But there's more. Watch the video. You saw his demeanor on the video. He did not want those troopers to search that vehicle. His story is incredible. It doesn't make any sense. It changes. All that you can consider.In addition, during rebuttal to Betancourt's closing argument, the prosecutor also stated:
But this case, the evidence you have heard is a lot more than mere proximity. Listen to the video, watch his demeanor. It speaks volumes about his concern about these troopers not getting into that car. He's trying to lead them astray and keep them out of that vehicle. That's clear.
There was no contemporaneous objection to either of these comments. Betancourt asserted on appeal that these comments urged the jury to infer his guilt from the invocation of his Fourth Amendment right to refuse to consent to the search of the vehicle, and the appellate court agreed:
The Idaho Supreme Court addressed an instance of prosecutorial misconduct similar to the comments made by the prosecutor in this case in State v. Christiansen, 144 Idaho 463, 163 P.3d 1175 (2007). There, the Court held that the prosecutor's questioning of an officer regarding Christiansen's refusal to consent to a search of his business constituted fundamental error. Id. at 470–71, 163 P.3d at 1182–83. The Court held that the same rationale for excluding evidence of an accused's invocation of his or her Fifth Amendment rights applied to the invocation of a defendant's Fourth Amendment rights. Id. at 470, 163 P.3d at 1182. Specifically, the Court relied on prior United States Supreme Court and Idaho Supreme Court cases for the proposition that reference to a defendant's invocation of a constitutional right deprives an accused of his or her constitutional right to due process and a fair trial. Id.; see also Griffin v. California, 380 U.S. 609, 615 (1965); State v. White, 97 Idaho 708, 715, 551 P.2d 1344, 1351 (1976).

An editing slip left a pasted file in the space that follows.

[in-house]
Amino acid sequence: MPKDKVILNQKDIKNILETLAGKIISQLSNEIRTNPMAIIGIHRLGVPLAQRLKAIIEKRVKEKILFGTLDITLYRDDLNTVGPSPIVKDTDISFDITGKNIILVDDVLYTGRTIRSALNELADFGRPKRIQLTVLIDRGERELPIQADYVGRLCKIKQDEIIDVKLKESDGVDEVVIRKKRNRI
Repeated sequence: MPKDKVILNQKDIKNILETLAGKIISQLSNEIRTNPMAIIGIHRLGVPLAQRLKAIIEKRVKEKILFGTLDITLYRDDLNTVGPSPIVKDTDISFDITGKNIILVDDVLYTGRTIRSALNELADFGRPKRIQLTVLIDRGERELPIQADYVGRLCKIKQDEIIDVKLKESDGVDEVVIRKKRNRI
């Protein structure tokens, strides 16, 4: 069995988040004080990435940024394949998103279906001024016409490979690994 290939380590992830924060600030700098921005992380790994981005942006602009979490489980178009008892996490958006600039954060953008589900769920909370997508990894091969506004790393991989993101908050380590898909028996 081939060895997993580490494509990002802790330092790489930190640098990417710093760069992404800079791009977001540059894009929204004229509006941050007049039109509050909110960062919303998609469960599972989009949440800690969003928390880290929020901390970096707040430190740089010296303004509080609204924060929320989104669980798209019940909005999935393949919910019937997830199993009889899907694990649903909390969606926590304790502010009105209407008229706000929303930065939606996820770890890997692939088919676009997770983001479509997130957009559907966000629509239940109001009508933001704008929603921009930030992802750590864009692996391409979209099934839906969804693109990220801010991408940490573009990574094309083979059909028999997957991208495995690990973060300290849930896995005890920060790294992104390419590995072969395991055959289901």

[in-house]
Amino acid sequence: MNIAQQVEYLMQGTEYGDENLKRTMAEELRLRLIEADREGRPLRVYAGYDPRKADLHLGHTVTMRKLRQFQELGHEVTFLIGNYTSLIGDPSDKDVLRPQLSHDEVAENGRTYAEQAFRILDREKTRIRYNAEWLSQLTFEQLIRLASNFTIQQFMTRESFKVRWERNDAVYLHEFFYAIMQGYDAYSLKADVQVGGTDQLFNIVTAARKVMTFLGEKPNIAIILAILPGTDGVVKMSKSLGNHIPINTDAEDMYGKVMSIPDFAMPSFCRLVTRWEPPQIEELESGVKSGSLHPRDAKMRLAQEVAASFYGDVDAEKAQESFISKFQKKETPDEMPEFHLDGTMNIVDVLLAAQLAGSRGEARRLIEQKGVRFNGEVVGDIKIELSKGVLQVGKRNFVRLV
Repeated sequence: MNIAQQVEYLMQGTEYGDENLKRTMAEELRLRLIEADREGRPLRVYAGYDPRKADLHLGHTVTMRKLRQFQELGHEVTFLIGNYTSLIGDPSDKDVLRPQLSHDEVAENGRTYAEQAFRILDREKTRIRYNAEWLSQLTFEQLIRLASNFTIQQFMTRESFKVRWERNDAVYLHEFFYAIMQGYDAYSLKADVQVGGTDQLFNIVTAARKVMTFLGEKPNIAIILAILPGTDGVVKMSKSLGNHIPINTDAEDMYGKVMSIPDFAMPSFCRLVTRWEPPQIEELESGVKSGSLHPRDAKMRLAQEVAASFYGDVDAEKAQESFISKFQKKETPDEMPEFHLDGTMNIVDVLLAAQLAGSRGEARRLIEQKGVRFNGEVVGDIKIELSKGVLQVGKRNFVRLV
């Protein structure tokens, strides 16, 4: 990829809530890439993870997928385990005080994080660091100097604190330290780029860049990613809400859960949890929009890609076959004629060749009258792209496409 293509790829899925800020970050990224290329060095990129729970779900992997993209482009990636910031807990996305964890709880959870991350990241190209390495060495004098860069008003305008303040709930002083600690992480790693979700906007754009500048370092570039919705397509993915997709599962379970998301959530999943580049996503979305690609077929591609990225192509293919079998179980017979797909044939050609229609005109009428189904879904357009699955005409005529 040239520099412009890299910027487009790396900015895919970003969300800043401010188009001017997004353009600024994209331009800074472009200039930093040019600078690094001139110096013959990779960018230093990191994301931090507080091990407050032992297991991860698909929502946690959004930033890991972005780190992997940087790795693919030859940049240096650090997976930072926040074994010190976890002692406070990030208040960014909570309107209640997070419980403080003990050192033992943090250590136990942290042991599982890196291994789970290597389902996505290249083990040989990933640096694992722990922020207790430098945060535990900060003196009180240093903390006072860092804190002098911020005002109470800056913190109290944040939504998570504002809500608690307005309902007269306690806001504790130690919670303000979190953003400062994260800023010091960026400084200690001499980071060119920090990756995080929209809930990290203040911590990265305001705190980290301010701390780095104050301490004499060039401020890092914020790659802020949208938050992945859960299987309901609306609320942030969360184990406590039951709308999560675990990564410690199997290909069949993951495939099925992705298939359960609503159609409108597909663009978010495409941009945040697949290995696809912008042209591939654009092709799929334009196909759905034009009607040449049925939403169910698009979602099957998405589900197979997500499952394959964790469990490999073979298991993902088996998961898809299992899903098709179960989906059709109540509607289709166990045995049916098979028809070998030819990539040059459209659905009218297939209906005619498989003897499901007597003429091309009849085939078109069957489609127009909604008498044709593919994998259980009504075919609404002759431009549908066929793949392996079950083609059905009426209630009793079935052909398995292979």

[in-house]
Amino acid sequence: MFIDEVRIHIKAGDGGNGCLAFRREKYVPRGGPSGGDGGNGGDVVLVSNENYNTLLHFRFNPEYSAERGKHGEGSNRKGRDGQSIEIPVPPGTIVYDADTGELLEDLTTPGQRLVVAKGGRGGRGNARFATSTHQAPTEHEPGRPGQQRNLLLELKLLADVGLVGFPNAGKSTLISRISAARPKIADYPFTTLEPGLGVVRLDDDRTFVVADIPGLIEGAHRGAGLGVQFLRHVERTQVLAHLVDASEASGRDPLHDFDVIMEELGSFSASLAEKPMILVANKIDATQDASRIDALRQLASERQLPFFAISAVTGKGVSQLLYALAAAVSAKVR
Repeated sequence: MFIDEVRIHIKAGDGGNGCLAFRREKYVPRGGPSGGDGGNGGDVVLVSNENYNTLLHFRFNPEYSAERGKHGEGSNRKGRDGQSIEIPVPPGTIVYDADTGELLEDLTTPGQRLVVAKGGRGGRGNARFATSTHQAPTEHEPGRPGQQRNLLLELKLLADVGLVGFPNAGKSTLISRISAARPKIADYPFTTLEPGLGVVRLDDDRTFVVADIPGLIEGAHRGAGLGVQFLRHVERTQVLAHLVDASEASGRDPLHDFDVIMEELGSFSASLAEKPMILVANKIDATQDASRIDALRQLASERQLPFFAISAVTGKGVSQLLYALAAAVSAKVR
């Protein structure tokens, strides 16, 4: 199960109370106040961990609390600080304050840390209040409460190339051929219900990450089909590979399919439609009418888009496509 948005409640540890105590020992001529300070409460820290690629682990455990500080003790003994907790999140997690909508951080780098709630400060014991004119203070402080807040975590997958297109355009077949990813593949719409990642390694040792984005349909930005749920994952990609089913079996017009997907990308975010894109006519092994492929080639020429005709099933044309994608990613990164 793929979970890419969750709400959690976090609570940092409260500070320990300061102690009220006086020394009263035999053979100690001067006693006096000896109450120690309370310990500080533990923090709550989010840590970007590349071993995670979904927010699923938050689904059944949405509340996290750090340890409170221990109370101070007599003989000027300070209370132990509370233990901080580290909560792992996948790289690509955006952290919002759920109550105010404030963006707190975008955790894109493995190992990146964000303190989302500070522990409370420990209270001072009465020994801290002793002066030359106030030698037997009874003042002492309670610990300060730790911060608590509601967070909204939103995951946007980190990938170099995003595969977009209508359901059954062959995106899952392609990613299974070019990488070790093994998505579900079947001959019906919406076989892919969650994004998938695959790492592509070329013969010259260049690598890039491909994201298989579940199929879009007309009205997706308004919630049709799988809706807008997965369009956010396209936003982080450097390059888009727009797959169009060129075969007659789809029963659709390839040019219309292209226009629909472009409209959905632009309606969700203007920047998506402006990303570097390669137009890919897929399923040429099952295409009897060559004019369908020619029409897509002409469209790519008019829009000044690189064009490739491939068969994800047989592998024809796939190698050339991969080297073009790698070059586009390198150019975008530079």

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Other jurisdictions have addressed this issue and have also concluded that a prosecutor's reference to a defendant's refusal to consent to search constitutes a violation of the defendant's right to a fair trial. See United States v. Prescott, 581 F.2d 1343, 1351 (9th Cir.1978) (stating that, “if the government could use such a refusal against the citizen, an unfair and impermissible burden would be placed upon the assertion of a constitutional right”); Padgett v. State, 590 P.2d 432, 434–35 (Alaska 1979) (the constitutional right to refuse to consent to a search would effectively be destroyed if the exercise of such a right could be used as evidence of guilt); State v. Palenkas, 933 P.2d 1269, 1280 (Ariz.Ct.App.1996) (invocation of a constitutional right is probative of nothing other than the defendant's awareness of his or her constitutional rights). Based on the reasoning of the Idaho Supreme Court and the other above-listed authorities, we conclude that Betancourt has established the first prong of Perry because the prosecutor's comments during closing argument and rebuttal violated Betancourt's constitutional right to a fair trial.
Concluding, the court stated "the prosecutor's improper comment during closing argument regarding Betancourt's refusal to consent to a search of the vehicle constituted fundamental error. Accordingly, we vacate Betancourt's judgment of conviction and remand for a new trial."
Editor's Note: why doesn't the law stating that evidence of a refusal to consent to a search of a vehicle is inadmissible, also apply to refusal's to consent to a search of one's blood, breath and urine? When a defendant refuses, isn't he simply stating that he demands that an independent magistrate review the facts to determine whether compliance via the granting of a search warrant is required?
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